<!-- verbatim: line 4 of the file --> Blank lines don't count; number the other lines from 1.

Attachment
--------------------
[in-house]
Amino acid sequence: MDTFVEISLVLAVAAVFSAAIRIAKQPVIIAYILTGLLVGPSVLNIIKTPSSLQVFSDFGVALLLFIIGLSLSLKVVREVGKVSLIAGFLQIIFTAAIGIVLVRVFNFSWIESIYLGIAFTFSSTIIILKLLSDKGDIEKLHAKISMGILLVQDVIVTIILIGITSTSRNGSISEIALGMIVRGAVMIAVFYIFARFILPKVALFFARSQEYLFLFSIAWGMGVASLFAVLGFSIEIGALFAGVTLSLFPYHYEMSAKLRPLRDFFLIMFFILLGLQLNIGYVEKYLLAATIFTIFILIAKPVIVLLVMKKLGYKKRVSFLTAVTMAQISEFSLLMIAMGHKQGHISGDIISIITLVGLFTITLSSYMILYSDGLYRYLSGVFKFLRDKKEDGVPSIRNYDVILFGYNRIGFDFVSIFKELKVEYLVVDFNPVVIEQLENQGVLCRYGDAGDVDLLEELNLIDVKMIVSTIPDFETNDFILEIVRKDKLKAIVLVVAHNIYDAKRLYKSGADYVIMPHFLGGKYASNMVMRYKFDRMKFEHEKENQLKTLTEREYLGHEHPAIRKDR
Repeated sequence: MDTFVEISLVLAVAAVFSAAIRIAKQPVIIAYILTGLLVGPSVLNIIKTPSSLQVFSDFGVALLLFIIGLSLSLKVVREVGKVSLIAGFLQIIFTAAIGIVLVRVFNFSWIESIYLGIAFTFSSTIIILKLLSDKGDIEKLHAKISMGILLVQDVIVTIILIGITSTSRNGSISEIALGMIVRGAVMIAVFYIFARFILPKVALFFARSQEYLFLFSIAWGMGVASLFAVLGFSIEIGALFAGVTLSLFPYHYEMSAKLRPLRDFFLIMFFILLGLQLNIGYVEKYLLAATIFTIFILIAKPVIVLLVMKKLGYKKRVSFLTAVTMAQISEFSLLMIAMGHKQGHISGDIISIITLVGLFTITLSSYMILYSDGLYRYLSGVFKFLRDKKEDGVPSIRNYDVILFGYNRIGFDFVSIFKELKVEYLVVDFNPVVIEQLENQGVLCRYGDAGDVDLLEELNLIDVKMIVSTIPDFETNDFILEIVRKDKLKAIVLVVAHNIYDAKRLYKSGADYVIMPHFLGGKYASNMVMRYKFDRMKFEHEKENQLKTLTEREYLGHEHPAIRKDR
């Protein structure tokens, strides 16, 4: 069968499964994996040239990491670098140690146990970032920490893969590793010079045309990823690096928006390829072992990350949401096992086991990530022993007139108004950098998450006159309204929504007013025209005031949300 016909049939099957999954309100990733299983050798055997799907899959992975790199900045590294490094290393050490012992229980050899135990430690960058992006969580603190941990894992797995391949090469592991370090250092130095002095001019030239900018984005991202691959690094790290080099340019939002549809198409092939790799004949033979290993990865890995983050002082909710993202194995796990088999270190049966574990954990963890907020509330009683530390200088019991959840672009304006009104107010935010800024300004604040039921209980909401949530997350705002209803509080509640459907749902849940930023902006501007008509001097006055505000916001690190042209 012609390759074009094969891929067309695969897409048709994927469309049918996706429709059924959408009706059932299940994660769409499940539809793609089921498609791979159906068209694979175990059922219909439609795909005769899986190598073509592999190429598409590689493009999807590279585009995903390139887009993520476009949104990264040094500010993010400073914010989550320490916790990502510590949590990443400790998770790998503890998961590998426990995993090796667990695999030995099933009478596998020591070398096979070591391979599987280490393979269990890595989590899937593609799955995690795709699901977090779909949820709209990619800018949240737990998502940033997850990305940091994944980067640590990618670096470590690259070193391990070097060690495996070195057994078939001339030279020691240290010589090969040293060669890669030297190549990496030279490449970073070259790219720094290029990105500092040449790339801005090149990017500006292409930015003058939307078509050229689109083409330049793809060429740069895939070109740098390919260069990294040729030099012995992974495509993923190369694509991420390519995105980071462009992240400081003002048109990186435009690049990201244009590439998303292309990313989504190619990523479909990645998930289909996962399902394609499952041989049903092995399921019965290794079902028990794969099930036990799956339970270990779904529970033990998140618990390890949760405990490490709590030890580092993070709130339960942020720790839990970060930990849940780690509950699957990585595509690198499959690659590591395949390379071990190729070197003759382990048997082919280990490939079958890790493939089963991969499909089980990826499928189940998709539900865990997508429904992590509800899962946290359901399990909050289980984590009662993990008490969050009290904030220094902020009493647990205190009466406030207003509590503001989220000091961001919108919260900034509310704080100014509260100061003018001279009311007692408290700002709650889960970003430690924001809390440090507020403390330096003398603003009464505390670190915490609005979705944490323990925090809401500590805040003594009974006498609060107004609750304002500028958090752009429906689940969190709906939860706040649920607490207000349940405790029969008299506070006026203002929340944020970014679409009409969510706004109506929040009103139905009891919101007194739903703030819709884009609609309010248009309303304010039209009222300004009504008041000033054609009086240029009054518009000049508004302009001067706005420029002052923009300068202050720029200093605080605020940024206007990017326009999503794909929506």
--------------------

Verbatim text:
């Protein structure tokens, strides 16, 4: 069968499964994996040239990491670098140690146990970032920490893969590793010079045309990823690096928006390829072992990350949401096992086991990530022993007139108004950098998450006159309204929504007013025209005031949300 016909049939099957999954309100990733299983050798055997799907899959992975790199900045590294490094290393050490012992229980050899135990430690960058992006969580603190941990894992797995391949090469592991370090250092130095002095001019030239900018984005991202691959690094790290080099340019939002549809198409092939790799004949033979290993990865890995983050002082909710993202194995796990088999270190049966574990954990963890907020509330009683530390200088019991959840672009304006009104107010935010800024300004604040039921209980909401949530997350705002209803509080509640459907749902849940930023902006501007008509001097006055505000916001690190042209 012609390759074009094969891929067309695969897409048709994927469309049918996706429709059924959408009706059932299940994660769409499940539809793609089921498609791979159906068209694979175990059922219909439609795909005769899986190598073509592999190429598409590689493009999807590279585009995903390139887009993520476009949104990264040094500010993010400073914010989550320490916790990502510590949590990443400790998770790998503890998961590998426990995993090796667990695999030995099933009478596998020591070398096979070591391979599987280490393979269990890595989590899937593609799955995690795709699901977090779909949820709209990619800018949240737990998502940033997850990305940091994944980067640590990618670096470590690259070193391990070097060690495996070195057994078939001339030279020691240290010589090969040293060669890669030297190549990496030279490449970073070259790219720094290029990105500092040449790339801005090149990017500006292409930015003058939307078509050229689109083409330049793809060429740069895939070109740098390919260069990294040729030099012995992974495509993923190369694509991420390519995105980071462009992240400081003002048109990186435009690049990201244009590439998303292309990313989504190619990523479909990645998930289909996962399902394609499952041989049903092995399921019965290794079902028990794969099930036990799956339970270990779904529970033990998140618990390890949760405990490490709590030890580092993070709130339960942020720790839990970060930990849940780690509950699957990585595509690198499959690659590591395949390379071990190729070197003759382990048997082919280990490939079958890790493939089963991969499909089980990826499928189940998709539900865990997508429904992590509800899962946290359901399990909050289980984590009662993990008490969050009290904030220094902020009493647990205190009466406030207003509590503001989220000091961001919108919260900034509310704080100014509260100061003018001279009311007692408290700002709650889960970003430690924001809390440090507020403390330096003398603003009464505390670190915490609005979705944490323990925090809401500590805040003594009974006498609060107004609750304002500028958090752009429906689940969190709906939860706040649920607490207000349940405790029969008299506070006026203002929340944020970014679409009409969510706004109506929040009103139905009891919101007194739903703030819709884009609609309010248009309303304010039209009222300004009504008041000033054609009086240029009054518009000049508004302009001067706005420029002052923009300068202050720029200093605080605020940024206007990017326009999503794909929506």